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Kimmy Baraoidan: Honesty is a dying virtue

More than anything, honesty starts at home. Not in school. Not in the workplace. If someone hasn’t been brought up valuing honesty and if he doesn’t grasp the consequences of dishonesty, then expect that he will, sooner or later, be dishonest about his words and his actions.

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HONESTY has been a hot topic the past few weeks. There’s a senatorial candidate with shady educational credentials and another politician who claims honesty should not be an election issue. Results from a recent survey showed that a number of Filipinos prefer senatorial candidates who “will not be corrupt.” Ironically, dishonesty does not only plague public servants but also the general public.

The Honesty Coffee Shop in Ivana, Batanes, started out as an “honesty store” in 1995. It took a while before the concept caught on with the locals but eventually the store developed into what is now the Honesty Coffee Shop. A little more than two decades later, the establishment still stands — a great example of what can be achieved with just a little honesty.

In some parts of Metro Manila, however, the “honesty system” didn’t work. In June 2018, the Manila Police District opened an “honesty store” at their station but, only after two months of operation, a thief stole Php10,000 from the store over a period of time and was caught on camera doing it. In January of this year, the store closed for good due to business losses.

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Early this month, an “honesty bus” that plied route between C5 Kalayaan Avenue in Makati and a mall in Pasay City had a test run. But after only a week, the bus company scrapped the “honesty system” because passengers were not paying. They found out that only one out of three passengers paid their fare.

It would be naive to think that dishonesty is brought about by poverty. The thief at the MPD “honesty store” and the passengers who didn’t pay for their fares on the “honesty bus” are educated and employed and are not beggars. It’s also not the “honesty system” that breeds dishonesty because it has worked in other areas and certainly in other countries. So what’s wrong with us, people?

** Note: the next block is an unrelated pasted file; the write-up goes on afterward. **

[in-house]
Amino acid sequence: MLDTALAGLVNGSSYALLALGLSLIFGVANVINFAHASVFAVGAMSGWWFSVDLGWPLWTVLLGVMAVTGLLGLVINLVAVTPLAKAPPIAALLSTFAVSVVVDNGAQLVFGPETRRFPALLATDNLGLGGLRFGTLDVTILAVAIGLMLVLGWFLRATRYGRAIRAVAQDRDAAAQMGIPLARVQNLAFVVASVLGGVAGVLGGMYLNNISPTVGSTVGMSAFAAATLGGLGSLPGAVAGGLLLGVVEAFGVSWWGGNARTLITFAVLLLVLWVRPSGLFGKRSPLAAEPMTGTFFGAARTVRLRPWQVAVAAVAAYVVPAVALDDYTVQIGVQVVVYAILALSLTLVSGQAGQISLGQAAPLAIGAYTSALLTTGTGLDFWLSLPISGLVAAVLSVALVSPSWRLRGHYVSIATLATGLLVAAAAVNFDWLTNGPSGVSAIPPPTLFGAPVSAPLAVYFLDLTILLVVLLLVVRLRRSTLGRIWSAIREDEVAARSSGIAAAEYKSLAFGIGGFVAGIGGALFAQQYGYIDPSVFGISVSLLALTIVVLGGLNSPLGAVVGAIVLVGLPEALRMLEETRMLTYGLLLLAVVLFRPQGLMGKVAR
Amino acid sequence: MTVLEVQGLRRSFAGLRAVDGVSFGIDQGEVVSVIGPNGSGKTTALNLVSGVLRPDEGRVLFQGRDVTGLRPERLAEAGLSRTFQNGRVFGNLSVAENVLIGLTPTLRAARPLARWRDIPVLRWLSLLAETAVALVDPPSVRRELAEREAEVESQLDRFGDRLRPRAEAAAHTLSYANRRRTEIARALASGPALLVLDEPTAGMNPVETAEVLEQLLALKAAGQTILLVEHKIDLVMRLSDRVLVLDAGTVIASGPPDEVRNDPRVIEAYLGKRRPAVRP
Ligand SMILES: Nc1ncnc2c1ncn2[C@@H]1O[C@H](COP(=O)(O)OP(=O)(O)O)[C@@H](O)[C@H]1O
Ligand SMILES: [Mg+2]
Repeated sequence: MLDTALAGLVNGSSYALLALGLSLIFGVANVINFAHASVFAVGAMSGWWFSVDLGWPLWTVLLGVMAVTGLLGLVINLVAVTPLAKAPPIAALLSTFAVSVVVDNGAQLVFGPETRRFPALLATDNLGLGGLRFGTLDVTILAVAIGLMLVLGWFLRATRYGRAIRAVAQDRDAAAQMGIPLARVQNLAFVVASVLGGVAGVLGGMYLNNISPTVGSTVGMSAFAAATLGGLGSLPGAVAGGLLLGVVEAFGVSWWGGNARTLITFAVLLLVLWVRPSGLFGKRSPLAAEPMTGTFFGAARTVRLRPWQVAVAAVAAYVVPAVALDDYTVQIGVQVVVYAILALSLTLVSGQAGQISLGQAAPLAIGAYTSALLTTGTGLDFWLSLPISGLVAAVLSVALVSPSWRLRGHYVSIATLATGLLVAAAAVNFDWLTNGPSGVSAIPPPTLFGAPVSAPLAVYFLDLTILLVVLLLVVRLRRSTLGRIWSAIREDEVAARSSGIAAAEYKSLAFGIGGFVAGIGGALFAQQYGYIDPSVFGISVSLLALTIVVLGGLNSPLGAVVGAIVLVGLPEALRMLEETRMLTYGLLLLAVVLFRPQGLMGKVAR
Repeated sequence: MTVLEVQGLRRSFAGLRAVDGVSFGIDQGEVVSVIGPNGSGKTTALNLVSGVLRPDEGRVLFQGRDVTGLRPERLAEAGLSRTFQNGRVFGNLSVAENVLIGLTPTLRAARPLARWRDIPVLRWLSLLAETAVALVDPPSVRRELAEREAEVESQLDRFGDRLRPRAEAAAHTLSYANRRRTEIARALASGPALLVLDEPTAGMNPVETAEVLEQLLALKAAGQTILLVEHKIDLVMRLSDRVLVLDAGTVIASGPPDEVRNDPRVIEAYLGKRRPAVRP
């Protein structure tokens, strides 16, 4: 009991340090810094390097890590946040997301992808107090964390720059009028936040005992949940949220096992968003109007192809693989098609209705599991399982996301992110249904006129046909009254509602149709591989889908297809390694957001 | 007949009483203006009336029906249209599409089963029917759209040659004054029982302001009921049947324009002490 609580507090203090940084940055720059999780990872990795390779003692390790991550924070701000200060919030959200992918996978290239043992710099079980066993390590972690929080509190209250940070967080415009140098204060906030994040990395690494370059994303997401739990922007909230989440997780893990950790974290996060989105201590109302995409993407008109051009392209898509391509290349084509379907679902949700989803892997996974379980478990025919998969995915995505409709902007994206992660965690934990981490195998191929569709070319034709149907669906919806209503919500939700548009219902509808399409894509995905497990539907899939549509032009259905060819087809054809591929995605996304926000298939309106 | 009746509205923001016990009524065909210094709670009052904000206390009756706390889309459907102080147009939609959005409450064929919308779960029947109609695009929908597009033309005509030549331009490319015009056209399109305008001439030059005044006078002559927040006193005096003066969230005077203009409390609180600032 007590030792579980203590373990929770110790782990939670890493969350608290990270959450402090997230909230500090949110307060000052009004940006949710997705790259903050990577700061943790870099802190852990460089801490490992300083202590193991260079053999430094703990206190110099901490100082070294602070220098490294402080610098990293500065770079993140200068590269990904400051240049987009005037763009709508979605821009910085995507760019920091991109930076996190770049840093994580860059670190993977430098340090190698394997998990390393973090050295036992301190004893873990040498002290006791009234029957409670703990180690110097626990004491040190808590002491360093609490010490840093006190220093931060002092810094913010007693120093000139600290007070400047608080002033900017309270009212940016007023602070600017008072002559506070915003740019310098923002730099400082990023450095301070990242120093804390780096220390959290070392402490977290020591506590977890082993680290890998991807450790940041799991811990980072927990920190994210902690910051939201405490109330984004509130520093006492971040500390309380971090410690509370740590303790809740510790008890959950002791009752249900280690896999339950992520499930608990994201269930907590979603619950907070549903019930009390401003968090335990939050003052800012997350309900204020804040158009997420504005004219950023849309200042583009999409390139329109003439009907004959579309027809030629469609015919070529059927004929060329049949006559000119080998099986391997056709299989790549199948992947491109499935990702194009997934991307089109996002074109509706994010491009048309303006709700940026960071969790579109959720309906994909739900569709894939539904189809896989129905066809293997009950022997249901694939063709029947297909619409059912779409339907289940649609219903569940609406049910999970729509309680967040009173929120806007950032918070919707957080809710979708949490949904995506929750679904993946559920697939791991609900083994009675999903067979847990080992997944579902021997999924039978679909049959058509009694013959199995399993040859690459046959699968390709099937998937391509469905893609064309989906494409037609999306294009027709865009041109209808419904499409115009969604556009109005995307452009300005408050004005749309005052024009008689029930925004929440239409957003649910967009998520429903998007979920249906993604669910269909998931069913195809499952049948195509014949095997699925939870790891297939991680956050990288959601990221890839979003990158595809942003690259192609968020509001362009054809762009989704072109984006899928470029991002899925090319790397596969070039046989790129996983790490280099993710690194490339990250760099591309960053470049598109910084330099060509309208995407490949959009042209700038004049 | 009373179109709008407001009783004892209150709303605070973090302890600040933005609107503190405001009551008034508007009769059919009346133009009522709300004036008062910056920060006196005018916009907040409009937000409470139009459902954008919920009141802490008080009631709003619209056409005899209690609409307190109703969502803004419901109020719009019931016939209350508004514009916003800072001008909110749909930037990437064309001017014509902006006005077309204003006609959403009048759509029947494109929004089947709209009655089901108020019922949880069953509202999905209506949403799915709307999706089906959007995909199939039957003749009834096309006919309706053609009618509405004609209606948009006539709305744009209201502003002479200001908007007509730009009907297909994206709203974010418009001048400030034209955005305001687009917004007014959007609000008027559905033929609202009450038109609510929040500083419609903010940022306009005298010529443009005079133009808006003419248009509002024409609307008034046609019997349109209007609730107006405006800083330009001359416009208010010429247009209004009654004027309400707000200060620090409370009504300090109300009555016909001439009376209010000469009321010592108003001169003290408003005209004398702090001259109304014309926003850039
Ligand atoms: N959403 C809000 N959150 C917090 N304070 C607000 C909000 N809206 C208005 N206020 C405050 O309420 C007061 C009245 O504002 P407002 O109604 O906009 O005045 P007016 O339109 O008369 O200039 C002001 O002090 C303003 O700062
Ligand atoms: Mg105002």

Perhaps culture could be partly responsible. Many Filipinos are fond of freebies and bargains and like to haggle. To be able to get something for cheap or for free is considered a good thing, even a trophy, because it shows that one possesses diskarte, even guile and wiliness.

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Entitlement, of course, enhances this. It’s expected that the person who’s celebrating his birthday or a promotion or who’s given recognition in school or at work will foot the bill during the celebration.

More than anything, honesty starts at home. Not in school. Not in the workplace. If someone hasn’t been brought up valuing honesty and if he doesn’t grasp the consequences of dishonesty, then expect that he will, sooner or later, be dishonest about his words and his actions.

Dishonesty, sadly, has become the norm in politics and in everyday life so that whenever someone has said or done something honest — even as simple as returning a lost purse — the person is lauded and celebrated, as if honesty is so extraordinary, as if nothing like it would happen again in a long time.

Honesty shouldn’t be conditional. It should be the norm. (Laguna Now)

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